Normally it’s tough for new smartphone makers to stand out in the jam-packed smartphone market. One notable exception is the China-based start-up Xiaomi. Over the past year, Xiaomi has racked up a number of superlatives and accolades for its stylish, reasonably-priced phones and innovative business model.

Though Xiaomi didn’t ship its first smartphone until August 2011 and only sells smartphones within greater Asia, it is currently:

  • The world’s most highly-valued technology start-up
  • The world’s fastest-growing smartphone maker
  • The leading smartphone seller in China

Xiaomi is also a top-5 smartphone seller globally. Market researcher Gartner recently ranked Xiaomi No. 5 in global smartphone sales (after Apple, Samsung, Lenovo and Huawei) while market researcher IDC placed Xiaomi at No. 3 globally.

Xiaomi’s quick ascent is the subject of much fascination within the smartphone industry. So much so that VisionMobile analyst Michael Vakulenko and I were inspired to write a piece about the Xiaomi phenomenon. In the article, which was published today on the Swedish mobile-tech news site Mobilbusiness, we posit that Xiaomi is disrupting the smartphone industry at a fundamental level that may be on par with Apple’s 2007 introduction of the iPhone and Google’s 2008 launch of Android.

Our article also discusses the power Xiaomi derives from its “tribal” brand; its somewhat stealthy plans to create a broad, profitable Internet of Things ecosystem; and the reasons why smartphone companies that (try to) copy Xiaomi’s business model will fail.

This last point is one of our key messages. Since market forces (including Xiaomi’s rise) are rendering the classic smartphone manufacturing business model unsustainable, some smartphone makers are attempting to replicate what they see as Xiaomi’s secret sauce. However, we believe these companies are only looking at part of the picture. As a result, they are only imitating a portion of Xiaomi’s market strategy rather than Xiaomi’s full, integrated approach. (In the article, we liken this slipup to the Indian parable, “The Blind Men and the Elephant.”)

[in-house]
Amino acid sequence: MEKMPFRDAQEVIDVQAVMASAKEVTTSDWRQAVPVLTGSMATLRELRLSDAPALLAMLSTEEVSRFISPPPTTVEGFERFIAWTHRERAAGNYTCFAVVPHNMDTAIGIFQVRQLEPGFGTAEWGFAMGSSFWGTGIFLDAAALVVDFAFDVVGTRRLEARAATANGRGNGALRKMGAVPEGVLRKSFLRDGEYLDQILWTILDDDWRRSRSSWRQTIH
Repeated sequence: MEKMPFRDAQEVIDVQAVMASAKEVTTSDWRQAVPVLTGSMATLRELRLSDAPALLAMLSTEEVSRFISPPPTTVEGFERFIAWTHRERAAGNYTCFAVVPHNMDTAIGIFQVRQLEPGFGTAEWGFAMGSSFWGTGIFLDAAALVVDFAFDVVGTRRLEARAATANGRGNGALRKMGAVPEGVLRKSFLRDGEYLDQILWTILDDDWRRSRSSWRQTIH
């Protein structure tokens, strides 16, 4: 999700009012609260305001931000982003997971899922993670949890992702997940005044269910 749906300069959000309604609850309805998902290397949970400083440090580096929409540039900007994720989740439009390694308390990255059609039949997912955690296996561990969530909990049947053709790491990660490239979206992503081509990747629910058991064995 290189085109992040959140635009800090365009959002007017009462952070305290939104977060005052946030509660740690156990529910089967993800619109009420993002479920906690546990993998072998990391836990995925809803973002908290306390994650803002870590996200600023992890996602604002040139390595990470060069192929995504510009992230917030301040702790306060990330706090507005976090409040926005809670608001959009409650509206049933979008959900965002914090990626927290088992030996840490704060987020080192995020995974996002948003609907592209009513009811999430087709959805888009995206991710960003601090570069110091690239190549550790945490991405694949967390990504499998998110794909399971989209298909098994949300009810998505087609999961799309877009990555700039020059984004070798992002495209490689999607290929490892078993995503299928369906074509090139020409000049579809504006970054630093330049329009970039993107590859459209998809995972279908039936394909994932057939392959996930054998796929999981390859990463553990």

That doesn’t mean that these more traditionally structured smartphone makers should ignore Xiaomi’s success. Instead, in our article, we offer a new plan of action they can follow. The plan should help these companies weather Xiaomi’s third wave of disruption/innovation.

I think this is a fresh way of viewing Xiaomi and its significance to the smartphone industry. I should note that Michael, my co-author on the article, is a very smart analyst on all things mobile-related. I interviewed him for my book, The Smartphone, and learned much from him during that process. In fact, I believe I quoted him more times in my book than any other interviewee. If you are interested in his industry commentary, you can find his thoughts on Medium.